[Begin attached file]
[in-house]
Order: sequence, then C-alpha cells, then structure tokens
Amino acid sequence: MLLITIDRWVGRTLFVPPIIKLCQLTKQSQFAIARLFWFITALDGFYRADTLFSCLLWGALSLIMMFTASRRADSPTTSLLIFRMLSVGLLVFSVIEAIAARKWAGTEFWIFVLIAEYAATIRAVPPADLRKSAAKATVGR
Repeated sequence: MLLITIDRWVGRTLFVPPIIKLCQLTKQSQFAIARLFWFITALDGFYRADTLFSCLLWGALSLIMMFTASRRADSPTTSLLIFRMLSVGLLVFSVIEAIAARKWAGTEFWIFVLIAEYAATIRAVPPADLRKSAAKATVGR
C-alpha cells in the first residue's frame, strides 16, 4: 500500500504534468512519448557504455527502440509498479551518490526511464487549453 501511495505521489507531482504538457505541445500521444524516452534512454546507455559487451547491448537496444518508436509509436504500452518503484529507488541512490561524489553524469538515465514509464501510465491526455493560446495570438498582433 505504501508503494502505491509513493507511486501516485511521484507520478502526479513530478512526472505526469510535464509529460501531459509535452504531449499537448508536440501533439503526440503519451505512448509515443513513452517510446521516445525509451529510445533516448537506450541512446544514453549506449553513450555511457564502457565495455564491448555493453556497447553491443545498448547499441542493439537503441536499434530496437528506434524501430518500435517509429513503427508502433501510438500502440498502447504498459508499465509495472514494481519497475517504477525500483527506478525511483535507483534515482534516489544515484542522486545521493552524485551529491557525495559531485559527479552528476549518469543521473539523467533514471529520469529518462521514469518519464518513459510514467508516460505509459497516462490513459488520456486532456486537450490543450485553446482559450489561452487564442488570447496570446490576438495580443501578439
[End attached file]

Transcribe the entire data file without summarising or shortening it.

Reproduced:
[in-house]
Order: sequence, then C-alpha cells, then structure tokens
Amino acid sequence: MLLITIDRWVGRTLFVPPIIKLCQLTKQSQFAIARLFWFITALDGFYRADTLFSCLLWGALSLIMMFTASRRADSPTTSLLIFRMLSVGLLVFSVIEAIAARKWAGTEFWIFVLIAEYAATIRAVPPADLRKSAAKATVGR
Repeated sequence: MLLITIDRWVGRTLFVPPIIKLCQLTKQSQFAIARLFWFITALDGFYRADTLFSCLLWGALSLIMMFTASRRADSPTTSLLIFRMLSVGLLVFSVIEAIAARKWAGTEFWIFVLIAEYAATIRAVPPADLRKSAAKATVGR
C-alpha cells in the first residue's frame, strides 16, 4: 500500500504534468512519448557504455527502440509498479551518490526511464487549453 501511495505521489507531482504538457505541445500521444524516452534512454546507455559487451547491448537496444518508436509509436504500452518503484529507488541512490561524489553524469538515465514509464501510465491526455493560446495570438498582433 505504501508503494502505491509513493507511486501516485511521484507520478502526479513530478512526472505526469510535464509529460501531459509535452504531449499537448508536440501533439503526440503519451505512448509515443513513452517510446521516445525509451529510445533516448537506450541512446544514453549506449553513450555511457564502457565495455564491448555493453556497447553491443545498448547499441542493439537503441536499434530496437528506434524501430518500435517509429513503427508502433501510438500502440498502447504498459508499465509495472514494481519497475517504477525500483527506478525511483535507483534515482534516489544515484542522486545521493552524485551529491557525495559531485559527479552528476549518469543521473539523467533514471529520469529518462521514469518519464518513459510514467508516460505509459497516462490513459488520456486532456486537450490543450485553446482559450489561452487564442488570447496570446490576438495580443501578439